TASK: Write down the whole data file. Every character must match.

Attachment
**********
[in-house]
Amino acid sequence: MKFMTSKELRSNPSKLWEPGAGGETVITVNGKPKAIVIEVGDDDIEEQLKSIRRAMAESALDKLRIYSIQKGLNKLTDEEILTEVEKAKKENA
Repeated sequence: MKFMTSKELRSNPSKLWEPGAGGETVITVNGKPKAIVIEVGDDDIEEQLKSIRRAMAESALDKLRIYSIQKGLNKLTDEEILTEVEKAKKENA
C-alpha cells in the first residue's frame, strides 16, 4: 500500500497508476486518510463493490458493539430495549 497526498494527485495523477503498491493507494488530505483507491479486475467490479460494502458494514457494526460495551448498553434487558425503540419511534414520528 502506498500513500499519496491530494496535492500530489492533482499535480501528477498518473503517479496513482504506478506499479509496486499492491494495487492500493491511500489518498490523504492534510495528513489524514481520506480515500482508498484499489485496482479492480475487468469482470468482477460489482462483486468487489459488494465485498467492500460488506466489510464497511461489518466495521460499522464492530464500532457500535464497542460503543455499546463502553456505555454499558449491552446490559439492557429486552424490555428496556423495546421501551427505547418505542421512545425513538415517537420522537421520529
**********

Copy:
[in-house]
Amino acid sequence: MKFMTSKELRSNPSKLWEPGAGGETVITVNGKPKAIVIEVGDDDIEEQLKSIRRAMAESALDKLRIYSIQKGLNKLTDEEILTEVEKAKKENA
Repeated sequence: MKFMTSKELRSNPSKLWEPGAGGETVITVNGKPKAIVIEVGDDDIEEQLKSIRRAMAESALDKLRIYSIQKGLNKLTDEEILTEVEKAKKENA
C-alpha cells in the first residue's frame, strides 16, 4: 500500500497508476486518510463493490458493539430495549 497526498494527485495523477503498491493507494488530505483507491479486475467490479460494502458494514457494526460495551448498553434487558425503540419511534414520528 502506498500513500499519496491530494496535492500530489492533482499535480501528477498518473503517479496513482504506478506499479509496486499492491494495487492500493491511500489518498490523504492534510495528513489524514481520506480515500482508498484499489485496482479492480475487468469482470468482477460489482462483486468487489459488494465485498467492500460488506466489510464497511461489518466495521460499522464492530464500532457500535464497542460503543455499546463502553456505555454499558449491552446490559439492557429486552424490555428496556423495546421501551427505547418505542421512545425513538415517537420522537421520529